Joyce Fox is the Gold Writer of the ArtAscent Summer call for writers. To see the full body of work and profile, get a copy of the ArtAscent Art & Literature Journal Summer issue.

ArtAscent Silver Artist of the October 2022 call for artists.

Vasu Tolia

ArtAscent Silver Artist of the October 2022 call for artists.

In summer, the days get longer, and the nights get warmer. Being outdoors lets us appreciate the vitality of nature. Artist Vasu Tolia captures this energy in her works, painting bold and ephemeral natural elements through passionate strokes.

Flowers with vibrant hues, fluttering butterflies, and human figures mingle in Vasu’s paintings. They create a synergy between different elements that need each other to flourish. The beautiful blooms could not happen without the presence of insects, so humans wait for summer to live to its fullest. In Vasu’s works, each element—human, plant, or animal—claims its unique beauty while fully dependent on the others. However, in her works with impressionistic and abstract features, her subjects’ fragility and transient aspects emerge. Vasu’s art conveys her love for nature but also for humanity, inspiring a balanced and non-hierarchical relationship between them. Her works dedicated to flowers and plants, luxuriantly summery, embody the importance of environmental preservation. The fragile monarch butterflies she portrays are not only of rare beauty, but they also invite us to know and protect these animals in peril. Inspired by nature and travel, Vasu pushes viewers to love what surrounds us.

From a stylistic perspective, Vasu is a contemporary artist who draws on reality but abstracts it. Her language veers toward semi-abstract forms, achieved by blurring some of the details and creating art that is subject to the viewer’s sensations. Her representations of nature are vibrant and impressionistic, preferring to evoke rather than represent subjects in a literal way.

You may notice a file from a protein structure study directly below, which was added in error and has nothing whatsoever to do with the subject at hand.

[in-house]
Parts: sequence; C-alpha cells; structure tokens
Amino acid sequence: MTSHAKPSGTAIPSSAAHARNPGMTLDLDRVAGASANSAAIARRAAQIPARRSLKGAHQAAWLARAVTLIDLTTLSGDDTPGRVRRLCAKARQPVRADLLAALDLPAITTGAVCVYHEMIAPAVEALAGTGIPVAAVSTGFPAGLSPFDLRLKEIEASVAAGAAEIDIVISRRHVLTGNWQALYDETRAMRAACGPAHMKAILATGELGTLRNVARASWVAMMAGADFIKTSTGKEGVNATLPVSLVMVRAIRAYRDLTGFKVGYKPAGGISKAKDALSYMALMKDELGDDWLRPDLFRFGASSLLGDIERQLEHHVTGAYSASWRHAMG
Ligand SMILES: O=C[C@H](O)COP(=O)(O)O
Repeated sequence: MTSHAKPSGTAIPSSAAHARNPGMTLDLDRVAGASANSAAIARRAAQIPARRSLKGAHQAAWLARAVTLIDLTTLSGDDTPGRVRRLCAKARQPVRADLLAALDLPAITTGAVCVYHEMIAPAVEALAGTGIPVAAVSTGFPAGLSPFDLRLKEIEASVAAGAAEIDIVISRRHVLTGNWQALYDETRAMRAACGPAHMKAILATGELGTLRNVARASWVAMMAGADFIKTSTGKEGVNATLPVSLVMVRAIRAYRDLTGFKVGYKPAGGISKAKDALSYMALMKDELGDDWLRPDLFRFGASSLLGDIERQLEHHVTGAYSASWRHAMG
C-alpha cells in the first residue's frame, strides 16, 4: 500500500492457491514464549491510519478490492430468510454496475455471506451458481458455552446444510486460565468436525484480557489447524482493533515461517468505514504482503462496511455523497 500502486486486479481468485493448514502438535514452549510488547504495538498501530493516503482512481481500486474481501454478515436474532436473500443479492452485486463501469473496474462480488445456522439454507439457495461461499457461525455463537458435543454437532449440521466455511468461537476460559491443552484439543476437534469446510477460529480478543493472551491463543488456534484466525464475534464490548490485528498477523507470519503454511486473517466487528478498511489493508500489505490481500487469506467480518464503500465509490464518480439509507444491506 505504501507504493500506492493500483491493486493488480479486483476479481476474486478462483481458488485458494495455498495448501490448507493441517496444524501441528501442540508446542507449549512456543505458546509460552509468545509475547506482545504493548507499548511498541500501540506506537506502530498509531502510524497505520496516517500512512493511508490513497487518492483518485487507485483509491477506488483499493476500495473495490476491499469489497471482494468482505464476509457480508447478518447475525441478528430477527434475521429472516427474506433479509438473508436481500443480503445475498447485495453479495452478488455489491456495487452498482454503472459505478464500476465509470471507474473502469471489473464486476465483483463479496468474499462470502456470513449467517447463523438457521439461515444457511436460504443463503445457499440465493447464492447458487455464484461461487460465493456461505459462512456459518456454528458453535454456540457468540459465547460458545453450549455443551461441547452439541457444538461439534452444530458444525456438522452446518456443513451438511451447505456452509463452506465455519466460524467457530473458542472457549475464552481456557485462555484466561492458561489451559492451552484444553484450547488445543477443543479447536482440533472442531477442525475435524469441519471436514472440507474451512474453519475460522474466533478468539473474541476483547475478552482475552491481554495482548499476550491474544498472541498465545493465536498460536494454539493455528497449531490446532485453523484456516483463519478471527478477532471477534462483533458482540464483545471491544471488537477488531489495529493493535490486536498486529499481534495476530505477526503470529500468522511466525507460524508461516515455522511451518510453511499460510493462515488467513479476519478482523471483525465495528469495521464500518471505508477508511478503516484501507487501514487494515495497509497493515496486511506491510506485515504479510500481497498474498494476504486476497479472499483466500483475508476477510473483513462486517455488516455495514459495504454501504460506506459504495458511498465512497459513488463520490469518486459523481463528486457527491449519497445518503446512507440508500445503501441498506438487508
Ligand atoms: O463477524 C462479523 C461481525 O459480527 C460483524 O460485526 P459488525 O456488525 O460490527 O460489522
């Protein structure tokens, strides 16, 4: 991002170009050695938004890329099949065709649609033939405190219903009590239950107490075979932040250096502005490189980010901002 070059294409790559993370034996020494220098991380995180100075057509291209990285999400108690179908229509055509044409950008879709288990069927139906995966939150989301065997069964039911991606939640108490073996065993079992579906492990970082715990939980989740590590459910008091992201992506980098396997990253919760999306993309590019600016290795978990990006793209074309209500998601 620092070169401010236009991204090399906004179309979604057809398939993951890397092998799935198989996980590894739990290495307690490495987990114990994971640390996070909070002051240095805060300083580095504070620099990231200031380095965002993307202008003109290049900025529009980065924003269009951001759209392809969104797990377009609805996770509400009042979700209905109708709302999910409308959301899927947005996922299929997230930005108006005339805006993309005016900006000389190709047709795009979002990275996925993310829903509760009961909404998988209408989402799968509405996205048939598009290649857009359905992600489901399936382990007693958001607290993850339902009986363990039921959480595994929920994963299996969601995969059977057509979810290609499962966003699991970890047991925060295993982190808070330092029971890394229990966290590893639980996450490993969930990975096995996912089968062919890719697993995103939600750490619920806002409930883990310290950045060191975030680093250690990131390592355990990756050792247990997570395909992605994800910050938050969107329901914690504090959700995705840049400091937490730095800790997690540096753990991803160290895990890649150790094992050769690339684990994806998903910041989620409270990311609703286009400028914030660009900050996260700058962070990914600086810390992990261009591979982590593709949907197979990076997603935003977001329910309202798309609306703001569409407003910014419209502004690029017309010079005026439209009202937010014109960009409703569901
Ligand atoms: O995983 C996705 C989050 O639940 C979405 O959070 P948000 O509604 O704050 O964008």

Vasu uses various techniques and media: acrylic paints, chalk, fine quality charcoal, oil pastels, sand, and ink. She spreads colour through brushes, palette knives, and even direct application of paint from a tube. The painter often works through layers, scraping between them. She moves skillfully through different art styles and genres.

Vasu’s works bring to mind the paintings of Monet’s late career, in which nature and its iconic water lilies lost their realistic connotations and became increasingly abstract. The painter’s flowers are forwards akin to the iconic ones of the modernist artist Georgia O’Keeffe, characterized by close-up and symbolism.

Vasu Tolia paints humanity and nature, strongly believing in the healing power of art. Originally from India, she migrated to the United States to further a medical career. After retirement, she devoted herself to visual arts carving out a personal niche and honing a singular style. She exhibited in group exhibitions and had three solo shows in the United States. She contributed with her art to projects to raise funds for healthcare, children’s and women’s causes. Impressionistic yet abstract, her artworks tell unique stories in which the ordinary is transformed into something special.